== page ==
Accessibility for People With Disabilities Today on Rabi Island Fiji
I had a conversation with my Banaban (1) aunty Boibe Erekana, who is a strong advocate for Persons with Disabilities (PWDs) on Rabi Island (2), and everything she highlighted about current issues with PWDs confirmed my preconceived thoughts about the lack of environment, support and services to allow accessibility for this minority group.
1. Essential services - PWDs are still required to travel to Savusavu (3) over 81km away via sea and road transport, for banking, social welfare and other essential needs
2. Structural designs for buildings on the island do not support PWDs with accessibility
3. Transport system does not support mobility for PWDs
4. Education does not support PWDs
Beyond Rabi, the support for PWDs is far greater and evident. For example, in the Napuka Savusavu corridor, they have a PWDs vehicle that supports mobility of their people from accessing services including education. In urban areas, mobility facilities to access buildings enables PWDs to move around while resources also support them to go to school among others. This is an issue for equity for our people. Are we advocating enough for our PWDs?
1. Persons with disabilities have the right to the protection of the law against such interference, discrimination, accessibility or attacks among others.
2. Fiji as a state party shall protect the privacy of personal and promote health and rehabilitation information of persons with disabilities on an equal basis with others.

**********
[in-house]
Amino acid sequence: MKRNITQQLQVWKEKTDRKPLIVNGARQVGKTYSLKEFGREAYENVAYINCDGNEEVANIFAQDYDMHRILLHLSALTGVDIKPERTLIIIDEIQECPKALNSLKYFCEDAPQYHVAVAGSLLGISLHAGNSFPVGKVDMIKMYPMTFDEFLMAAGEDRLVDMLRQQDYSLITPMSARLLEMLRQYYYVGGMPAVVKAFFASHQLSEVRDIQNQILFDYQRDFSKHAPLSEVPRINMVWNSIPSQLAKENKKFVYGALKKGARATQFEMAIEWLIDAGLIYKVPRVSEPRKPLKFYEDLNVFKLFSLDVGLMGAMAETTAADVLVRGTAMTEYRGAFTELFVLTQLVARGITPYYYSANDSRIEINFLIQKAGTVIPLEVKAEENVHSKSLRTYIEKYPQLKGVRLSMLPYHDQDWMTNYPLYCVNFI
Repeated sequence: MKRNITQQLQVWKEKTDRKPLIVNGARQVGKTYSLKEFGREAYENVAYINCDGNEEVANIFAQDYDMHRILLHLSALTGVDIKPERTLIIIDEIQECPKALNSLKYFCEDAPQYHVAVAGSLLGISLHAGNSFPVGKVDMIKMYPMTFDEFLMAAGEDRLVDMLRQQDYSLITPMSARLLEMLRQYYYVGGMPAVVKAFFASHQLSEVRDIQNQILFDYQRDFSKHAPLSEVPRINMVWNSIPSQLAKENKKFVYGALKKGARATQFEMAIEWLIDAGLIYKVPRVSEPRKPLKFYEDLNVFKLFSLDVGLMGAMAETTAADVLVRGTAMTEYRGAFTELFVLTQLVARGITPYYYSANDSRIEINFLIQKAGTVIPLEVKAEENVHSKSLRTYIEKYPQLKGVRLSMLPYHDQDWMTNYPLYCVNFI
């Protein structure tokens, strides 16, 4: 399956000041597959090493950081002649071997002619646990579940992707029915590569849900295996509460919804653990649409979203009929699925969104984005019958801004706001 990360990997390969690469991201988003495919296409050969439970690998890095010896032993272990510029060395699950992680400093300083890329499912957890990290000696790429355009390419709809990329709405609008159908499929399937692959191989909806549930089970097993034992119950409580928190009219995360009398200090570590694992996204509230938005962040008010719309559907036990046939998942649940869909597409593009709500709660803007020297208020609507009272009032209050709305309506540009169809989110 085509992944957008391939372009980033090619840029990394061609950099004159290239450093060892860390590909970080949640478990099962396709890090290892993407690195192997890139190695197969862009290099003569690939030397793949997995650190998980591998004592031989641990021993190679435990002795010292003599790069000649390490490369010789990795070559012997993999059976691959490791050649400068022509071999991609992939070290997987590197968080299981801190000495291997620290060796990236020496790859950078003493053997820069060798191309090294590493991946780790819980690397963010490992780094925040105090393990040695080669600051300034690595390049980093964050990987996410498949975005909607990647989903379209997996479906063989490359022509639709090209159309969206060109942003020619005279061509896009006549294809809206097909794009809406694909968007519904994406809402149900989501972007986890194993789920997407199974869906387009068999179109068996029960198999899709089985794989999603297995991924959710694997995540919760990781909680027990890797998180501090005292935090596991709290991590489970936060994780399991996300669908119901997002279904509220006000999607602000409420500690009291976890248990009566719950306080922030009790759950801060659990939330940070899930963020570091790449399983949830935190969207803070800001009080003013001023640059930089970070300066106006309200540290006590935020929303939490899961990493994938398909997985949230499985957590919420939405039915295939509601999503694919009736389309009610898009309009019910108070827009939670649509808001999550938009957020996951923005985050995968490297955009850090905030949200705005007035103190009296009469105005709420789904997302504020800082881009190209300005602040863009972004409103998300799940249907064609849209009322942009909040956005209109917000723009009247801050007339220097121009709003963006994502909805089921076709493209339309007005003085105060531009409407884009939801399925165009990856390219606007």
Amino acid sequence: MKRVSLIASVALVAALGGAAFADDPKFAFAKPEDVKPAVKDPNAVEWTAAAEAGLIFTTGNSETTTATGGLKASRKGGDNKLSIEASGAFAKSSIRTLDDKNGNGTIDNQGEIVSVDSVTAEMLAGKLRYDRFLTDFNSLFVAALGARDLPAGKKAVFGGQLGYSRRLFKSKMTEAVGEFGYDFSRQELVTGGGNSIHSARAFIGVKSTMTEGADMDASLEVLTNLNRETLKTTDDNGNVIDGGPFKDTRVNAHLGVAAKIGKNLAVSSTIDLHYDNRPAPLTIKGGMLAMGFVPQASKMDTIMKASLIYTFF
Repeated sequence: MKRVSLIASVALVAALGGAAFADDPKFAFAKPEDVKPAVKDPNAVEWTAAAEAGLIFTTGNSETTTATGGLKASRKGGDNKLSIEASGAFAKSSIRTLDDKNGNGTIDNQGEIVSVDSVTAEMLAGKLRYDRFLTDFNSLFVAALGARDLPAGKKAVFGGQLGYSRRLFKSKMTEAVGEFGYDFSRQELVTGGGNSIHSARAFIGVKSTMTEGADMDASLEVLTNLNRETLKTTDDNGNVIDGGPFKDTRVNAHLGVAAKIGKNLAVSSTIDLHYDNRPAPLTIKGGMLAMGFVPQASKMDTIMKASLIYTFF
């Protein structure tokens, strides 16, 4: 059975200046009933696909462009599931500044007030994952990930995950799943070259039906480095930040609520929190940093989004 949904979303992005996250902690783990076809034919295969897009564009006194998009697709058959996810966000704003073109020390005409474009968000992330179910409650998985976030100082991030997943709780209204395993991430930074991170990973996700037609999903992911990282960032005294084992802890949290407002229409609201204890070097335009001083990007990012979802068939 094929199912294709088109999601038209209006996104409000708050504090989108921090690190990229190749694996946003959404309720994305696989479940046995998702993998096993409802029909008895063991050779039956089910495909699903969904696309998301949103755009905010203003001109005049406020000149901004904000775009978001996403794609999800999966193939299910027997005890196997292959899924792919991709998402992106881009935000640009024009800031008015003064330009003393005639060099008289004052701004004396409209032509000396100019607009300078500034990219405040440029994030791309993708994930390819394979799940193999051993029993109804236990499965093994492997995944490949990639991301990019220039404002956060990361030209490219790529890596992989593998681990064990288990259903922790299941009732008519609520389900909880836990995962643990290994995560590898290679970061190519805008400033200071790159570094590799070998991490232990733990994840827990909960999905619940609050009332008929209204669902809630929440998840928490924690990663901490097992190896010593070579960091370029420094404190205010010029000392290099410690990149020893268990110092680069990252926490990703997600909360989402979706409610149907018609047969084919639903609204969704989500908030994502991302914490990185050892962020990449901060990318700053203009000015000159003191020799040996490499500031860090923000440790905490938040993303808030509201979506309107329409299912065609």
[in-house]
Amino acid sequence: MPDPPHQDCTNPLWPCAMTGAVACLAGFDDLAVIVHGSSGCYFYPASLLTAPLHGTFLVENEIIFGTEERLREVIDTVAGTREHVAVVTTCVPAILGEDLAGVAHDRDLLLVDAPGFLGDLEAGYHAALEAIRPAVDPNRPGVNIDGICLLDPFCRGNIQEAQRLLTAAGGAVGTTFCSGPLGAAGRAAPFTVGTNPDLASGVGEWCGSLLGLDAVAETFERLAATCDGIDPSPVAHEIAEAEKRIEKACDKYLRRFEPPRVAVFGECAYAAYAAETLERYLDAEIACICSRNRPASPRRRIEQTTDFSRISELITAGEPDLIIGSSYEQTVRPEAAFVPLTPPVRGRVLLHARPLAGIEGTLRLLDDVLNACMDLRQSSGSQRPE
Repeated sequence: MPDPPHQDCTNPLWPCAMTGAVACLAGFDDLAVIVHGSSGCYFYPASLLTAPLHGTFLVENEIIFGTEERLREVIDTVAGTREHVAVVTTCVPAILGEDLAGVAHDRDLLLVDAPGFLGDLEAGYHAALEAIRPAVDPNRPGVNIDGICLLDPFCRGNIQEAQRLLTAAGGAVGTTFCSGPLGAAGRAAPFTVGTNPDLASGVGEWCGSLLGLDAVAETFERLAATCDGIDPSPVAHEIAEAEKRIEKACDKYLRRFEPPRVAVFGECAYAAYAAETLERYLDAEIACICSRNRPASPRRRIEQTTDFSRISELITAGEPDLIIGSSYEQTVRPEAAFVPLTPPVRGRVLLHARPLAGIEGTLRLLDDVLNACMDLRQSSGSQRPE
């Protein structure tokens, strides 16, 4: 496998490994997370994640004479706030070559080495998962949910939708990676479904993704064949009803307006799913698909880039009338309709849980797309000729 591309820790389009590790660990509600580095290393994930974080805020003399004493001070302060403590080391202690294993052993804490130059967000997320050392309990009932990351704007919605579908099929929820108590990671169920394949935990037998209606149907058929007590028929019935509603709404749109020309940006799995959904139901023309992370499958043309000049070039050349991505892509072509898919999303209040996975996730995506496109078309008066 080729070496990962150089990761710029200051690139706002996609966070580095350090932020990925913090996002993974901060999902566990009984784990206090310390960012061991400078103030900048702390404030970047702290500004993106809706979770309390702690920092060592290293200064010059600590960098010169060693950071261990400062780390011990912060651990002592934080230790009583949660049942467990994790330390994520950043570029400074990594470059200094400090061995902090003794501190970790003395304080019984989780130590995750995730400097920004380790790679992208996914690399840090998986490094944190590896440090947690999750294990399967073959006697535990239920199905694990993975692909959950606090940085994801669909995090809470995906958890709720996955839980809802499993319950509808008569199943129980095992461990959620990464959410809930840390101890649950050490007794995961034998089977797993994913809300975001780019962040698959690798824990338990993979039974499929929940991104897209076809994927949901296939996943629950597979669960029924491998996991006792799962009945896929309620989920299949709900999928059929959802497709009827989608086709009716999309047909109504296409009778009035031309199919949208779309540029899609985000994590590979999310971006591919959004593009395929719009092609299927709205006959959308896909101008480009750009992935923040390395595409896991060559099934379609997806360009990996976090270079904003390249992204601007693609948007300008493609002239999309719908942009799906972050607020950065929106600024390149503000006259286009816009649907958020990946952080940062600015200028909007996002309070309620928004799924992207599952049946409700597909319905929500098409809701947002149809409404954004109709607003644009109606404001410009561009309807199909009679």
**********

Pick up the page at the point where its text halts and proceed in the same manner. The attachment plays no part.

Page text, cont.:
Let us join hands to support and escalate the needs of our PWDs to the Fiji government so that they are supported.
We can ask for:
1. Development projects to address needs of our PWDs communities on Rabi
2. Opening of essential services such as small bank branches on Rabi so that they don't have to travel to Savusavu
3. Incorporating of PWDs friendly mobility access in structural buildings
4. Advocacy for transport of our PWD communities on Rabi
5. More wrap around welfare services and support
6. Macro policy influence to allow creation of unique policies fit for our context on Rabi and many more
21 April 2021
The Banaban people were forcibly removed from their homeland, Banaba (Ocean Island) by invading Japanese forces in 1942. During that time Banabans were sent to work in a Japanese labour camp in Kosrae, and nearby Nauru and Tarawa islands. The surviving 703 Banabans were gathered together on Tarawa by the British government in 1945 and told they were being sent to Rabi, Island Fiji over 2,200 kilometres away. The British had purchased the freehold island out of the Banabans own phosphate Royalty funds at the start of WWII. They arrived on Rabi on the 15 December 1942.
Itinterunga Rae Bainteiti
BA Social Work (Hons, Massey University, current), Cert Project Management (KIT) 2013- Dip Business Accounting (FNU) 2009- Her Majesty the Queen 2018 Point of Light Award for youth voluntary service.
Rae is of Banaban and Kiribati origins, raised and educated in Fiji throughout his childhood. His grandparents were forced to relocate to Rabi in Fiji from Banaba Island in 1945 after the British mined the island extensively for phosphate. His environmental, social justice work is linked to the history of his people and the degradation caused by mining.
He has extensive involvement in Local Government and NGOs, including Kiribati Local Government Association and the Kiribati Climate Action Network. He was a co-founder of several youth organisations, including Kiribati Against Corruption and the Kiribati National Youth Association of NGOs.
Rae is a passionate community and youth worker with interests in mental health, domestic violence, and social justice. During his studies in New Zealand, he interned at Mahu Vision Community Trust and Ember. He also co-founded the Kiribati Aotearoa Diaspora Directorate Charitable Trust in 2018 and the Auckland Banaban Christian Fellowship Support Hub in 2020.
Rae currently serves as a Board member of the Pacific Climate Action Network, Pacific Youth.